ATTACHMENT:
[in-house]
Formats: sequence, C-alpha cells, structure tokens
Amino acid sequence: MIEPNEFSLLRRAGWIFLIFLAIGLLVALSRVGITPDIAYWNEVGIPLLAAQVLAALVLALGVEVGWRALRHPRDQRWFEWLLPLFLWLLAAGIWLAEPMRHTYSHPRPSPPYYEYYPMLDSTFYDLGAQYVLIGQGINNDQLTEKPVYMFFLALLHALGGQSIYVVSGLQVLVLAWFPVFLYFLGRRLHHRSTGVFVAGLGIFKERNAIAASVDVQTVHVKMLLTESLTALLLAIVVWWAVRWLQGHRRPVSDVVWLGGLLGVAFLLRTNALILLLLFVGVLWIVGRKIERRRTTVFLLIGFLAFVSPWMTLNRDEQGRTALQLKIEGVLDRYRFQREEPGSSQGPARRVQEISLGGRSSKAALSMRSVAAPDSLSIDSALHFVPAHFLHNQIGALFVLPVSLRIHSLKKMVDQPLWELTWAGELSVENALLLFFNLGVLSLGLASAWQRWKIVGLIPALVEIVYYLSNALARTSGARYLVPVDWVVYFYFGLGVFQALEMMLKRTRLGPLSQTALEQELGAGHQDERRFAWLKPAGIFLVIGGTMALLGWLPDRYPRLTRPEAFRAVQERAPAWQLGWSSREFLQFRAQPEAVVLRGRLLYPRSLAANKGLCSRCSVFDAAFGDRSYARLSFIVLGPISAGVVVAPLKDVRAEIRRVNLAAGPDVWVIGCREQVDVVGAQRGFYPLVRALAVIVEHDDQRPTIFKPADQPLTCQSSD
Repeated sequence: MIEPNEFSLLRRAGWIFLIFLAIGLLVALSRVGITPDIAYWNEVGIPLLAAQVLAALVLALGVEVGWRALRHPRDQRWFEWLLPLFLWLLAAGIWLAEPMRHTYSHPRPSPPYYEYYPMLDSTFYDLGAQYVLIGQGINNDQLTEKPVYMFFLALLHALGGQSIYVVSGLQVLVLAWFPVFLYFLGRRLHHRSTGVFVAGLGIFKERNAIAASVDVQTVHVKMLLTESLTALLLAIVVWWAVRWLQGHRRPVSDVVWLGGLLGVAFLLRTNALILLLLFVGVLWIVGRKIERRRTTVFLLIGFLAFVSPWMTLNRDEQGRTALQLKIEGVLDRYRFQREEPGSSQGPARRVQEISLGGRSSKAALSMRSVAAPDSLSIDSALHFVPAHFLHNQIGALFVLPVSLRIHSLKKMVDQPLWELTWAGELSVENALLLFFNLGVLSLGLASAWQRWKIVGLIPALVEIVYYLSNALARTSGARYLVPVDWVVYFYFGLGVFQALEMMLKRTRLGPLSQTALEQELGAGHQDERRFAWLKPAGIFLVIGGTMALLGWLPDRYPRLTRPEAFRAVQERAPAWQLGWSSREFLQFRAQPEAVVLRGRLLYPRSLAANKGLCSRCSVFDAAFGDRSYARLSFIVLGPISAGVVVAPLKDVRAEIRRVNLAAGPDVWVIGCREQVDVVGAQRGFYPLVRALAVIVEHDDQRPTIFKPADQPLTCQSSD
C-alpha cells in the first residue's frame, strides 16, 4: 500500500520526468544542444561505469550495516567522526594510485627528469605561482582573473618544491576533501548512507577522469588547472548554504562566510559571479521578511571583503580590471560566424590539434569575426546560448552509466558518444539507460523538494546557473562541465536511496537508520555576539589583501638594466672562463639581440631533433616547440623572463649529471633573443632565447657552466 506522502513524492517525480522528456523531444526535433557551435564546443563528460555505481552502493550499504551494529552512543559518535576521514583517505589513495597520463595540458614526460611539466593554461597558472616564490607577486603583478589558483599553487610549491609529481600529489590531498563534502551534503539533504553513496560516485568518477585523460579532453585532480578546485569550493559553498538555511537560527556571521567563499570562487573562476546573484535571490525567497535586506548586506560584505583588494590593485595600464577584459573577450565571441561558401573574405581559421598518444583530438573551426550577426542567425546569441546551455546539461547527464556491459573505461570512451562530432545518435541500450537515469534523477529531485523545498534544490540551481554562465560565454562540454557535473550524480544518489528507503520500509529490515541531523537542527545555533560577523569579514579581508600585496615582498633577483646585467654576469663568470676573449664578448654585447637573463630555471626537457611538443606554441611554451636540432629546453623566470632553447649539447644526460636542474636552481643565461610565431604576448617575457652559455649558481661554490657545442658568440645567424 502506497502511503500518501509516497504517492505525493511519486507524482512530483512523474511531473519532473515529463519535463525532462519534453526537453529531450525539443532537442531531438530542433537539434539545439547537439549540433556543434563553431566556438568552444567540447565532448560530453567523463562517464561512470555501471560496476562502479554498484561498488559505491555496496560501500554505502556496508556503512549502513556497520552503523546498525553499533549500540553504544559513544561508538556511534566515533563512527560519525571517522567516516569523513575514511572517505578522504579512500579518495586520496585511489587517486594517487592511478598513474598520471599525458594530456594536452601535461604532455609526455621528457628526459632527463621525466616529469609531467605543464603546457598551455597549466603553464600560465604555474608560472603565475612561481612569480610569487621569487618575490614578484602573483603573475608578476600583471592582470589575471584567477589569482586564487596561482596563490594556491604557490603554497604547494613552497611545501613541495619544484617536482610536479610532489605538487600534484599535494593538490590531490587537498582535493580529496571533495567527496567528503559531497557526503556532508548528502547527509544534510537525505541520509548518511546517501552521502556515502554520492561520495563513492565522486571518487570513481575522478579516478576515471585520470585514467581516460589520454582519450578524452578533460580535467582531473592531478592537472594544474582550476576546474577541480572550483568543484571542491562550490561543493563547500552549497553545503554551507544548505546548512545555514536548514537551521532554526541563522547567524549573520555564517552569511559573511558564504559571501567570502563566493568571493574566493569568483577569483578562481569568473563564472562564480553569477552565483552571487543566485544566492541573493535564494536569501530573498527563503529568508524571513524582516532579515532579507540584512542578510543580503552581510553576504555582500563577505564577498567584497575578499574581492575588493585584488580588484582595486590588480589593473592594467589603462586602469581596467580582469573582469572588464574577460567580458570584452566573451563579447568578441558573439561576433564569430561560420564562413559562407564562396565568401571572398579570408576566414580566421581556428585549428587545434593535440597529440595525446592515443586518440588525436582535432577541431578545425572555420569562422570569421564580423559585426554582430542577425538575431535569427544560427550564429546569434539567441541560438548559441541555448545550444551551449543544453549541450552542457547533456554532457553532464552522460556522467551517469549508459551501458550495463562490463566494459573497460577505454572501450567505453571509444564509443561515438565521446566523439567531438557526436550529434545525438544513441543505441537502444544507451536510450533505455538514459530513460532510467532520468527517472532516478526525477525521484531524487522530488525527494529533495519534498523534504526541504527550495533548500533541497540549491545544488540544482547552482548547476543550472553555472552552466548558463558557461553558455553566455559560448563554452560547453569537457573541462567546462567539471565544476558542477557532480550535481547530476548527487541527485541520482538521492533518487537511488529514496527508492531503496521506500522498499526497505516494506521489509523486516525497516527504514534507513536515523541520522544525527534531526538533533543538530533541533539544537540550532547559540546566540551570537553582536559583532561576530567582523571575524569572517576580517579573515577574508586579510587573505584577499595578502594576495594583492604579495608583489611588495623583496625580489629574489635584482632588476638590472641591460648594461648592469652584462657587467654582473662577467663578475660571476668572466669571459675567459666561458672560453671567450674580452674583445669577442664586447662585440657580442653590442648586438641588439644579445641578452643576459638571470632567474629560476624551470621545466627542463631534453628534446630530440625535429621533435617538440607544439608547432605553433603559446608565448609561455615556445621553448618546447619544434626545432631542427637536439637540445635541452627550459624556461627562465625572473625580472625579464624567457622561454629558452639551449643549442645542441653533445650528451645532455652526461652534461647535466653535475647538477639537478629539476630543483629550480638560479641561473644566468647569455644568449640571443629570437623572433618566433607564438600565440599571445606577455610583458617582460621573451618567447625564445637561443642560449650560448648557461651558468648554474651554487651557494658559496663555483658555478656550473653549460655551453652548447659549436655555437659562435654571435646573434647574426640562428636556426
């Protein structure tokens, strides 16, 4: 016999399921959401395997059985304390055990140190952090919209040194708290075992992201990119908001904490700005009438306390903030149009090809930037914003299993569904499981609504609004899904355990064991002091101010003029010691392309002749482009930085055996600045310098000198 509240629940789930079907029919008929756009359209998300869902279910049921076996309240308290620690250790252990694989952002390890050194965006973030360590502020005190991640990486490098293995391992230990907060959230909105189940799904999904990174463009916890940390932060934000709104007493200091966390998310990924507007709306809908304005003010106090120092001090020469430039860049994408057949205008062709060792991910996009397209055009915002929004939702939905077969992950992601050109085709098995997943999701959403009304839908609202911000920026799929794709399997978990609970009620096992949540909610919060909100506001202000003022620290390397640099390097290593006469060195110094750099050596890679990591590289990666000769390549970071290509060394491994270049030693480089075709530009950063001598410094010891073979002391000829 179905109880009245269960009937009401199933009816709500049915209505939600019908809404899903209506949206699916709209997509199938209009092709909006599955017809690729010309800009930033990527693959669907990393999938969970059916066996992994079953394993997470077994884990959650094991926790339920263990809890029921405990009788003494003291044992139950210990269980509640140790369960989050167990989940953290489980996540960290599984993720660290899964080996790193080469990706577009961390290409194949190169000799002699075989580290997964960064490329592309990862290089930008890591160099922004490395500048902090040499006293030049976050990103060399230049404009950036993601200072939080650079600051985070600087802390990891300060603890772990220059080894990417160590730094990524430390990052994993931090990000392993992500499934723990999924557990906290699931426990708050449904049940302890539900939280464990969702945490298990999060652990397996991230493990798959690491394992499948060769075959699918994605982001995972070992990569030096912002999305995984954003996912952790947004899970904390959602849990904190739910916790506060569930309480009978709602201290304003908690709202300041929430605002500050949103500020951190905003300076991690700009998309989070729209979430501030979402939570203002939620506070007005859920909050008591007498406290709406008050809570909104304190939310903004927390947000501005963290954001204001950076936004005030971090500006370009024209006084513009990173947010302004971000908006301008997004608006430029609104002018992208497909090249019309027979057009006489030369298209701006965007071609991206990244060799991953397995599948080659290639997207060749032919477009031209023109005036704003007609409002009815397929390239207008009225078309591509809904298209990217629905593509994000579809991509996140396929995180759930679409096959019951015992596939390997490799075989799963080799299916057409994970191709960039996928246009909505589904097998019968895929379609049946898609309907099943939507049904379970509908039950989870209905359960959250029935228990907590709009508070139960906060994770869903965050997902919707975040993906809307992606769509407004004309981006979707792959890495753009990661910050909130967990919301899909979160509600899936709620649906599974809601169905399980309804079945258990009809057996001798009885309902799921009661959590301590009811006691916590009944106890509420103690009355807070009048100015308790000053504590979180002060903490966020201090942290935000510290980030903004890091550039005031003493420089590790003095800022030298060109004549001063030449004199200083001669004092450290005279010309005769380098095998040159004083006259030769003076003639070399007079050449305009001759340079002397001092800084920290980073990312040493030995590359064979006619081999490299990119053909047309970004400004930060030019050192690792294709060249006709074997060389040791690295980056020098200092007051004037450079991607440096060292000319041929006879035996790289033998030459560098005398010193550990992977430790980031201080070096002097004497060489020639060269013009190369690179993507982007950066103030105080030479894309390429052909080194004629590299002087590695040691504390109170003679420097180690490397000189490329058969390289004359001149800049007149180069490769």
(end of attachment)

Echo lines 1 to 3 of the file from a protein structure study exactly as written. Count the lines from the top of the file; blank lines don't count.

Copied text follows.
[in-house]
Formats: sequence, C-alpha cells, structure tokens
Amino acid sequence: MIEPNEFSLLRRAGWIFLIFLAIGLLVALSRVGITPDIAYWNEVGIPLLAAQVLAALVLALGVEVGWRALRHPRDQRWFEWLLPLFLWLLAAGIWLAEPMRHTYSHPRPSPPYYEYYPMLDSTFYDLGAQYVLIGQGINNDQLTEKPVYMFFLALLHALGGQSIYVVSGLQVLVLAWFPVFLYFLGRRLHHRSTGVFVAGLGIFKERNAIAASVDVQTVHVKMLLTESLTALLLAIVVWWAVRWLQGHRRPVSDVVWLGGLLGVAFLLRTNALILLLLFVGVLWIVGRKIERRRTTVFLLIGFLAFVSPWMTLNRDEQGRTALQLKIEGVLDRYRFQREEPGSSQGPARRVQEISLGGRSSKAALSMRSVAAPDSLSIDSALHFVPAHFLHNQIGALFVLPVSLRIHSLKKMVDQPLWELTWAGELSVENALLLFFNLGVLSLGLASAWQRWKIVGLIPALVEIVYYLSNALARTSGARYLVPVDWVVYFYFGLGVFQALEMMLKRTRLGPLSQTALEQELGAGHQDERRFAWLKPAGIFLVIGGTMALLGWLPDRYPRLTRPEAFRAVQERAPAWQLGWSSREFLQFRAQPEAVVLRGRLLYPRSLAANKGLCSRCSVFDAAFGDRSYARLSFIVLGPISAGVVVAPLKDVRAEIRRVNLAAGPDVWVIGCREQVDVVGAQRGFYPLVRALAVIVEHDDQRPTIFKPADQPLTCQSSD